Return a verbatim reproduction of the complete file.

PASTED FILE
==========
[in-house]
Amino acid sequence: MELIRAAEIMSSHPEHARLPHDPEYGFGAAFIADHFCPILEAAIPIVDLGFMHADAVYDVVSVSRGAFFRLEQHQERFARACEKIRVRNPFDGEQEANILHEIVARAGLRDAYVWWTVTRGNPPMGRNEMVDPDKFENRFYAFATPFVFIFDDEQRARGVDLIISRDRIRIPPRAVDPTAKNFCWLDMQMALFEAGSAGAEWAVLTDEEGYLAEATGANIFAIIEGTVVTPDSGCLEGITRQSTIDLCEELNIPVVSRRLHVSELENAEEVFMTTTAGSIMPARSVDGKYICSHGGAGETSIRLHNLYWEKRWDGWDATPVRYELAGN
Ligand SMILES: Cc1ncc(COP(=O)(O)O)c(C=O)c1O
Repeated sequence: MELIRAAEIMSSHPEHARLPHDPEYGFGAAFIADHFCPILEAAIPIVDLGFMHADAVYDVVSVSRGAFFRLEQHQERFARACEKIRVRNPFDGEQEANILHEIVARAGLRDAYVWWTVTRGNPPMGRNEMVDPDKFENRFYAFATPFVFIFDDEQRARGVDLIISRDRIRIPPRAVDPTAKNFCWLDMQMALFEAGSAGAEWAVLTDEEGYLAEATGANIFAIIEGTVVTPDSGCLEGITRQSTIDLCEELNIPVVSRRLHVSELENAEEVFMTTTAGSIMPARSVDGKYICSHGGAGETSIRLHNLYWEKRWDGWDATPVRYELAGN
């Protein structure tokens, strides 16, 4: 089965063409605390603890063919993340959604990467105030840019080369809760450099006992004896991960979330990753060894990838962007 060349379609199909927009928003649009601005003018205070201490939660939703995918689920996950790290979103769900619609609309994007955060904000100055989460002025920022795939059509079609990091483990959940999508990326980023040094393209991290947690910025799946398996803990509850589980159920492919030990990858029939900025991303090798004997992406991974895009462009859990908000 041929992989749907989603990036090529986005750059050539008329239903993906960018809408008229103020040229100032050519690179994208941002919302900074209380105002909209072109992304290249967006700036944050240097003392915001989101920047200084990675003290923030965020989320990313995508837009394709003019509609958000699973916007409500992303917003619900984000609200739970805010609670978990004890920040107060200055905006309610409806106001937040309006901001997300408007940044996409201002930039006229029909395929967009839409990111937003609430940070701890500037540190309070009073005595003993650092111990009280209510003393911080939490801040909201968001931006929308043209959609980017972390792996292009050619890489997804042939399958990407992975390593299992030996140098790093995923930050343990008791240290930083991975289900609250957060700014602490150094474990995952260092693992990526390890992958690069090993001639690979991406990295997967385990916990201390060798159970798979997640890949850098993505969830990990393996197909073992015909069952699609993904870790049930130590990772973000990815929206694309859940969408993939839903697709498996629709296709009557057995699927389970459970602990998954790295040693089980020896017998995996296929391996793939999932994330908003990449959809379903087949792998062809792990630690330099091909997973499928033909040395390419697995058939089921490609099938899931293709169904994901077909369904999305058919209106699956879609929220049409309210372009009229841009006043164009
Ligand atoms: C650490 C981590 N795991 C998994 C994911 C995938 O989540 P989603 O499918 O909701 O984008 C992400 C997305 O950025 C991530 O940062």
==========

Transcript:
[in-house]
Amino acid sequence: MELIRAAEIMSSHPEHARLPHDPEYGFGAAFIADHFCPILEAAIPIVDLGFMHADAVYDVVSVSRGAFFRLEQHQERFARACEKIRVRNPFDGEQEANILHEIVARAGLRDAYVWWTVTRGNPPMGRNEMVDPDKFENRFYAFATPFVFIFDDEQRARGVDLIISRDRIRIPPRAVDPTAKNFCWLDMQMALFEAGSAGAEWAVLTDEEGYLAEATGANIFAIIEGTVVTPDSGCLEGITRQSTIDLCEELNIPVVSRRLHVSELENAEEVFMTTTAGSIMPARSVDGKYICSHGGAGETSIRLHNLYWEKRWDGWDATPVRYELAGN
Ligand SMILES: Cc1ncc(COP(=O)(O)O)c(C=O)c1O
Repeated sequence: MELIRAAEIMSSHPEHARLPHDPEYGFGAAFIADHFCPILEAAIPIVDLGFMHADAVYDVVSVSRGAFFRLEQHQERFARACEKIRVRNPFDGEQEANILHEIVARAGLRDAYVWWTVTRGNPPMGRNEMVDPDKFENRFYAFATPFVFIFDDEQRARGVDLIISRDRIRIPPRAVDPTAKNFCWLDMQMALFEAGSAGAEWAVLTDEEGYLAEATGANIFAIIEGTVVTPDSGCLEGITRQSTIDLCEELNIPVVSRRLHVSELENAEEVFMTTTAGSIMPARSVDGKYICSHGGAGETSIRLHNLYWEKRWDGWDATPVRYELAGN
């Protein structure tokens, strides 16, 4: 089965063409605390603890063919993340959604990467105030840019080369809760450099006992004896991960979330990753060894990838962007 060349379609199909927009928003649009601005003018205070201490939660939703995918689920996950790290979103769900619609609309994007955060904000100055989460002025920022795939059509079609990091483990959940999508990326980023040094393209991290947690910025799946398996803990509850589980159920492919030990990858029939900025991303090798004997992406991974895009462009859990908000 041929992989749907989603990036090529986005750059050539008329239903993906960018809408008229103020040229100032050519690179994208941002919302900074209380105002909209072109992304290249967006700036944050240097003392915001989101920047200084990675003290923030965020989320990313995508837009394709003019509609958000699973916007409500992303917003619900984000609200739970805010609670978990004890920040107060200055905006309610409806106001937040309006901001997300408007940044996409201002930039006229029909395929967009839409990111937003609430940070701890500037540190309070009073005595003993650092111990009280209510003393911080939490801040909201968001931006929308043209959609980017972390792996292009050619890489997804042939399958990407992975390593299992030996140098790093995923930050343990008791240290930083991975289900609250957060700014602490150094474990995952260092693992990526390890992958690069090993001639690979991406990295997967385990916990201390060798159970798979997640890949850098993505969830990990393996197909073992015909069952699609993904870790049930130590990772973000990815929206694309859940969408993939839903697709498996629709296709009557057995699927389970459970602990998954790295040693089980020896017998995996296929391996793939999932994330908003990449959809379903087949792998062809792990630690330099091909997973499928033909040395390419697995058939089921490609099938899931293709169904994901077909369904999305058919209106699956879609929220049409309210372009009229841009006043164009
Ligand atoms: C650490 C981590 N795991 C998994 C994911 C995938 O989540 P989603 O499918 O909701 O984008 C992400 C997305 O950025 C991530 O940062």